The worst thing about HB1622 is that it sets no deadline for when an agency must supply information it considers “large or complicated” or “unduly burdensome.” It also lets officials define those terms.
“This will allow government bureaucrats to string along responses so as to effectively never respond,” Steinbuch told the Arkansas Democrat-Gazette.
As for the Capitol police and state police records, the stated intent was to protect security plans, but the soon-to-be-laws are written so broadly as to include just about anything else that might inform taxpayers about how their government operates.
A separate bill, SB 12 by Sen. Gary Stubblefield, would also allow local school districts and university administrators to hide from the public anything about school security “that upon disclosure could reasonably be expected to be detrimental to the public safety.”
The exemption includes “without limitation,” safety plans and procedures, risk assessments, studies or systems as well as information about “the number of licensed security officers, school resource officers, or other security personnel, as well as any personal information about those individuals.”
In other words, many Arkansas legislators want to create a black hole where public education security is concerned. They also are laying the groundwork to let schools create secret police forces.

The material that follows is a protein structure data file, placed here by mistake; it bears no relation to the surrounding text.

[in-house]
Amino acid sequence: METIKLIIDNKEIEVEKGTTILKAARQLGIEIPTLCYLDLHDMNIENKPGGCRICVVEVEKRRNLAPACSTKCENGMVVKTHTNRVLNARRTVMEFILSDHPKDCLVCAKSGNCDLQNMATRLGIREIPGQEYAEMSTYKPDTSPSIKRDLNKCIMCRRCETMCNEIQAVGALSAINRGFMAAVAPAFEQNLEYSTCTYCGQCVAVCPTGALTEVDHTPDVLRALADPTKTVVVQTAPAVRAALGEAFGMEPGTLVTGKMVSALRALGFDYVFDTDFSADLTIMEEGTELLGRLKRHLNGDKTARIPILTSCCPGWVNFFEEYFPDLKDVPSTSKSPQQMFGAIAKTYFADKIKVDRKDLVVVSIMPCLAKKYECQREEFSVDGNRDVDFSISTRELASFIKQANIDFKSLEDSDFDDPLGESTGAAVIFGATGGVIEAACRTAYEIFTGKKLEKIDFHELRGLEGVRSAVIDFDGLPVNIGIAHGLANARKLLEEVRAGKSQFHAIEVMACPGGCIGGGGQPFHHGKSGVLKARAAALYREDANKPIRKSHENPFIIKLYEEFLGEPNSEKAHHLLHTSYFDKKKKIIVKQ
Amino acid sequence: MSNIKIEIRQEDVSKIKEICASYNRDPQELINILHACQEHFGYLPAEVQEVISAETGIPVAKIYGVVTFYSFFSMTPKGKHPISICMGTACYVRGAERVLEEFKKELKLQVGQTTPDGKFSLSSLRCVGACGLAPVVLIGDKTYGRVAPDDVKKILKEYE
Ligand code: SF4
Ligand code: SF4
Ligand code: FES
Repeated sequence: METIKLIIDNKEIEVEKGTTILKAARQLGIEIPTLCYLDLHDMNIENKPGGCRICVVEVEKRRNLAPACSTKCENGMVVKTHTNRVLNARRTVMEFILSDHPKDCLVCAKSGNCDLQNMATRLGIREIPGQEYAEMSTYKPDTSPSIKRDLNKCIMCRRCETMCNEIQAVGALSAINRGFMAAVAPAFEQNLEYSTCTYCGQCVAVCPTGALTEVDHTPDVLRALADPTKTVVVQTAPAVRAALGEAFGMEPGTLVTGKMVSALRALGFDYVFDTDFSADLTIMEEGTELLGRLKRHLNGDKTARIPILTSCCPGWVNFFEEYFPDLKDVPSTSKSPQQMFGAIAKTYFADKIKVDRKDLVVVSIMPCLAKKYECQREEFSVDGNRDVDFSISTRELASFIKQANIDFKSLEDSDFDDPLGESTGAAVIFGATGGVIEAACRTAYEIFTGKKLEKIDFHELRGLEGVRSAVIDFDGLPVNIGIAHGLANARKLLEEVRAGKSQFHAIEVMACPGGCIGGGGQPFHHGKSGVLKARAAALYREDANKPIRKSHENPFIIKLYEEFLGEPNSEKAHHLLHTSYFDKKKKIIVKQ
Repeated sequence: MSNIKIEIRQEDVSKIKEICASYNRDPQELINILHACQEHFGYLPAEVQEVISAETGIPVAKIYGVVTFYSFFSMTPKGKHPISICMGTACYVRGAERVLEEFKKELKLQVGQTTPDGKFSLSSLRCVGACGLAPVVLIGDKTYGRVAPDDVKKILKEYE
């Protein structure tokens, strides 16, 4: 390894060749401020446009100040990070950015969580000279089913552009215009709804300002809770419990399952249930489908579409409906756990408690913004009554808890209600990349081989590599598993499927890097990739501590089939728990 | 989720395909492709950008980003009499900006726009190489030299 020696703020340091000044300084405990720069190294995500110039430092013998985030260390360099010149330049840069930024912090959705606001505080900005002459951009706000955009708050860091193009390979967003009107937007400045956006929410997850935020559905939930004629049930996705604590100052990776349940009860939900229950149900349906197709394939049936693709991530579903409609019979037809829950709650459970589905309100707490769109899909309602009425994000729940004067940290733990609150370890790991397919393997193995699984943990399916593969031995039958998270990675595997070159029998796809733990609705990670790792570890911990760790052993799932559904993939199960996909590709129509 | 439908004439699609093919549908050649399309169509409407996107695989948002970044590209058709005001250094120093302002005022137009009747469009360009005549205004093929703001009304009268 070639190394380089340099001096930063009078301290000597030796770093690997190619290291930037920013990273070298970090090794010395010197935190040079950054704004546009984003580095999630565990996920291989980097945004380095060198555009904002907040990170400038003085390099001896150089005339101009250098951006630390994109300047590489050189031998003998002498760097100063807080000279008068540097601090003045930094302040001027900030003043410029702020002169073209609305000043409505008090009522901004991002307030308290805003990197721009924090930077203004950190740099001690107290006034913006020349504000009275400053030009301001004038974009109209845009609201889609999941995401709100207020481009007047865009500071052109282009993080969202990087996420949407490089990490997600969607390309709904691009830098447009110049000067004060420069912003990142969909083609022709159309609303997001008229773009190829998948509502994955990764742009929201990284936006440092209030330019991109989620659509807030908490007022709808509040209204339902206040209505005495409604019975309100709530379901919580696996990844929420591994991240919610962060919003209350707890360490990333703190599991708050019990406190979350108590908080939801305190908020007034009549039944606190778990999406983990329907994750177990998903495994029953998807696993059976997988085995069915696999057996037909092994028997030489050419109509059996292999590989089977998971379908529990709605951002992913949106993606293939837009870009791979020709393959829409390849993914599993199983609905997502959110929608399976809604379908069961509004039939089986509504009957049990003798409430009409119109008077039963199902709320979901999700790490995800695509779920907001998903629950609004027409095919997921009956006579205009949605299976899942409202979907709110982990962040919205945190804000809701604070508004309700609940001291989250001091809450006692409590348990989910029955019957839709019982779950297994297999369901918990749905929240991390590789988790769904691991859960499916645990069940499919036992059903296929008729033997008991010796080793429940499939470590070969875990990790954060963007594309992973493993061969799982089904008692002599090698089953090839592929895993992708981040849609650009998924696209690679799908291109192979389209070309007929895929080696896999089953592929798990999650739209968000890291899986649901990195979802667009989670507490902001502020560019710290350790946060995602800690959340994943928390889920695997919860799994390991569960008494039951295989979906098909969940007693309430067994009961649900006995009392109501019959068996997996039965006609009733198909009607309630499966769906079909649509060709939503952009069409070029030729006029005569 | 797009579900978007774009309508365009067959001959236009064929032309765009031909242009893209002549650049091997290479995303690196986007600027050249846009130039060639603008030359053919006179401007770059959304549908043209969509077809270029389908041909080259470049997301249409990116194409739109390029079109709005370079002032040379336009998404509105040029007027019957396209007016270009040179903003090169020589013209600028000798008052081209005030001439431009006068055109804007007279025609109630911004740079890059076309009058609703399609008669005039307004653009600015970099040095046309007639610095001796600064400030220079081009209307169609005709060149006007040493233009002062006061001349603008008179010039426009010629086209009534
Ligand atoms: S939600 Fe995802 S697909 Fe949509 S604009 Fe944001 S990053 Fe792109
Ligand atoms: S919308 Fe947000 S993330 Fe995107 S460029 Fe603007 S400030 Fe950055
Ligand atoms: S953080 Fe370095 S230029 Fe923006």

One legislator commented during hearings on this and similar bills that open-government advocates, specifically the press, lack common sense in interpreting what legislation might do.
Anyone who’s reported on public agencies or tried to pry information out of recalcitrant local officials knows that records custodians, not journalists, more often display the lack of common sense.
These aren’t the only bills that would chip away at Arkansas’ FOIA.
One bill would close off access to police dash and body camera footage. Another would exempt photographs and video and audio recordings that include the death of a police officer, as well as any other recordings immediately before and after the officer’s death.
As I said, it’s no exaggeration to believe Arkansas’ Freedom of Information Act could be on life support after this legislative session.
The late Robert McCord, former SPJ president and Arkansan who was instrumental in getting the law passed in 1967, must be spinning.